Road Test: Having gone back to the drawing board after a spate of vehicle rollovers, Ford delivers a reinvented, stylish 2011 Explorer that is a strong competitor in the SUV market.
Ford has a shot at redemption with 2011 Explorer Limited 4WD
Something had to change. That much was known. Certainly, the status quo wasn't working. What once had been the pillar of Ford's marketing machine, the best-selling SUV and for one glorious year (2000), the best selling non-pickup in North America - edging out even the then-indomitable Toyota Camry - had been laid to waste.
Ecoweenies would have you believe it was concern for the environment that cooled the Explorer's popularity. But, while fuel economy certainly would have had an effect on its desirability, even the green movement isn't powerful enough to force the Explorer's almost 90 per cent decline in sales over the past decade.
Credit, or more accurately blame, for that catastrophe must go to the Ford/Firestone fiasco that so blighted the Explorer's name a decade ago. Firestone Wilderness AT tyres would, under certain conditions deflate and, said reports, send Explorers tumbling into the ditch.
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So, while Ford is right to trumpet the new Explorer's greenness ("consumes less gas" does make a far more appealing advertising slogan than "now rolls over less"), the company had to put forth an all-new Explorer, one it could proclaim was totally reformulated not only in shape but also in form.
And one doesn't get many intergenerational changes more dramatic than Ford's rejigging of its iconic SUV. Indeed, other than the name, little is carried over. What was once a truck-based body-on-frame chassis is now a modern unibody. Front-wheel drive has replaced rear drive as the de facto drivetrain preference. Low and lean has replaced tall and boxy. In fact, the new Explorer almost looks modern - never more so than inside its cabin.
If one is looking for the reason behind Ford's recent success, search no further. The Explorer's interior, as with all the other Fords I've tested recently, is first rate. The seats are comfy (though one sits far lower than in the previous Explorer), the optional leather - as the original's clientele would have opined - is classy. And the build quality is almost Germanic, with tight gaps and smooth edges. The design of the entire dashboard - with special accolades to the gauge set, which sees the tachometer seamlessly morph into different shapes depending on the required functionality - is also commendable. Seating room is generous, even for the third row, which can be had with power operation so slick it should be in a Mercedes. Based on the same platform as the Flex, there's also plenty of cargo room.
Central to the theme is the optional MyFord touch system, essentially a more user-friendly, voice- and touch-screen-activated version of BMW's original iDrive-like systems. Virtually everything - climate control, audio system, navigation, etc - can be controlled via a steering wheel-mounted button and touch-screen icon.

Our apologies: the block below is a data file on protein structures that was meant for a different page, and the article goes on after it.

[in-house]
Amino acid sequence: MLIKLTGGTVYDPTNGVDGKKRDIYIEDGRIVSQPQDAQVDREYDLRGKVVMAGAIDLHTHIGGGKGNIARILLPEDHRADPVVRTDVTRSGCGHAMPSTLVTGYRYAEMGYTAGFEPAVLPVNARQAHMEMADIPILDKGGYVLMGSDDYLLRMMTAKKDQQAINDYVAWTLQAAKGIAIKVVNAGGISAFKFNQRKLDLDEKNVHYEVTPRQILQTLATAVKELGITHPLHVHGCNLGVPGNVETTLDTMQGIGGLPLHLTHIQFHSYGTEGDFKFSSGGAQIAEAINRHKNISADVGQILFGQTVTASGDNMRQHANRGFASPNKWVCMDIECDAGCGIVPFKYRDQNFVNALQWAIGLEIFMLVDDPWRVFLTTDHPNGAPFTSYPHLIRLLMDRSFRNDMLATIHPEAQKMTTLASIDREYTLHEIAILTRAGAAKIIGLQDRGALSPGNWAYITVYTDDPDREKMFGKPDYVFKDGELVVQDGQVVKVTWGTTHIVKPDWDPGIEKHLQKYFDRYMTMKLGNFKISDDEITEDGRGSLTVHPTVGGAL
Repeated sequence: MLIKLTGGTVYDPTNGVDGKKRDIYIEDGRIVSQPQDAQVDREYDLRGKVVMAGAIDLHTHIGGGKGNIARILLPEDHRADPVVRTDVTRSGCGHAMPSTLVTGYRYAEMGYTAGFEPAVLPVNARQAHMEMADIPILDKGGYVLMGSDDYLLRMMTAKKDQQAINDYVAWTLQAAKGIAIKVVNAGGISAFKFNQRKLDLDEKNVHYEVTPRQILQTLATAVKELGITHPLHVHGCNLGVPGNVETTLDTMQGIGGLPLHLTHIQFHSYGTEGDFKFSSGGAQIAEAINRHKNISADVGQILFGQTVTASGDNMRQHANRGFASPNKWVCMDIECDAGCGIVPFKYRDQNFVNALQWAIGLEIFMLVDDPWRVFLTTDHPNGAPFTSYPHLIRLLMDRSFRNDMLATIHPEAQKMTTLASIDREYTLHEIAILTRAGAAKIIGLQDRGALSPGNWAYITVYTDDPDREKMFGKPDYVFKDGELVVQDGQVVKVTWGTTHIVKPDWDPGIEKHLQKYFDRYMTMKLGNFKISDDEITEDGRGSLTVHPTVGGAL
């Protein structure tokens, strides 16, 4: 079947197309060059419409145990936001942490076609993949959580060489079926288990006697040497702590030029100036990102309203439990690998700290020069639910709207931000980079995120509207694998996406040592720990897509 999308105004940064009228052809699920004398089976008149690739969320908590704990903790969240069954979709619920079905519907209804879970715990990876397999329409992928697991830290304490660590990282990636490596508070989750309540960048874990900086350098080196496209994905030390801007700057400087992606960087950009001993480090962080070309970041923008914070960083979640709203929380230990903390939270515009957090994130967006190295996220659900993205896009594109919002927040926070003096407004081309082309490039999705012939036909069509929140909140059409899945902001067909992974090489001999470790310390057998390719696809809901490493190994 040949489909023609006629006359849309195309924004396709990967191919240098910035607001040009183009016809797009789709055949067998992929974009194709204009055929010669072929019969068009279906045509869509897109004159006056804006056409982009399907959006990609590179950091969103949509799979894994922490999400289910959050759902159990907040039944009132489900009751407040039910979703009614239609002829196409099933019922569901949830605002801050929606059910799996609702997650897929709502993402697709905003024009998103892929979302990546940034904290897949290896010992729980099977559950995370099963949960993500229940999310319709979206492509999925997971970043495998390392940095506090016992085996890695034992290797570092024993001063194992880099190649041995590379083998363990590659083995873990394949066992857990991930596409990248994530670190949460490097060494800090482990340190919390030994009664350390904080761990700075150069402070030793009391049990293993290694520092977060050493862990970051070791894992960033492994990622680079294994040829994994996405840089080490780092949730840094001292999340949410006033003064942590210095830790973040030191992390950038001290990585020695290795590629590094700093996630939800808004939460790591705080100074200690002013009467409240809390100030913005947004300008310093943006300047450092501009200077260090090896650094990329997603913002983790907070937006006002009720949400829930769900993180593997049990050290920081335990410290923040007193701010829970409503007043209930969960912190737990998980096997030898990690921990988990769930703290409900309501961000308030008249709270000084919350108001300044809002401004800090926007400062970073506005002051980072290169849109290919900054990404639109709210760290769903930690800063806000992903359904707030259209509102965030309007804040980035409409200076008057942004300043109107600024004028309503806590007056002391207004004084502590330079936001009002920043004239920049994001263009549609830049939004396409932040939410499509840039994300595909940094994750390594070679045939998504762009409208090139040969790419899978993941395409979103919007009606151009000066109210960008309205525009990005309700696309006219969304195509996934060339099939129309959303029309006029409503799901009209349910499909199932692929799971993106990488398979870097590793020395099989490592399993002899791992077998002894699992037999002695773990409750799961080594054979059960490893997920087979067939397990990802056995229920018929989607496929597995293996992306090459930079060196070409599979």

Giving MyFord its due, the system is at least as user-friendly as any other system and far ahead of most. That said, MyFord is a very powerful system with numerous subsystems that I couldn't always decipher or, more accurately, didn't have the patience to decipher.
If the cabin is the Explorer's best feature and the MyFord system its most involving, the crossover's performance is its most remote and obvious shortcoming. Ford makes much of the fact the new unibody Explorer is lighter than its predecessor and that the new 3.5L V6's 290hp is superior to the ageing 4.0L V6 it replaces. But this is a truck, that still weighs almost two-and-a-half tons. So, it's not exactly sprightly. Oh, it will move - acceleration to 100kph is said to take less than eight seconds - but you feel the 3.5L working when calling for throttle. While cruising or under light acceleration, the V6's comportment is quite civilised - smooth and quiet. Call the engine's performance adequate, then, though the new design's credible fuel economy is much improved over the gas guzzler of old.
The same applies to the Explorer's handling. Neither sporting or limp, the comportment of the chassis is commendable if a little mundane. All four wheels are independently suspended, a major improvement over the old Explorer, and the ride isn't overly stiff, yet roll is contained.
Ford also takes pains to claim that, despite its more mainstream unibody design, the new Explorer still has some off-road props. Departure and approach angles are both more than 20 degrees, and the minimum ground clearance is an adequate 193mm. And, as mentioned previously, the AWD system is calibrated for different low-traction terrains with Hill Descent Control making downhill sections less unnerving. Again, competent, but not exemplary.
Indeed, were it not for the styling (which deserves the rave reviews it's getting), I could easily have thought I was driving a Toyota. Whether you think that a compliment or insult very much depends on your view of the automobile in general.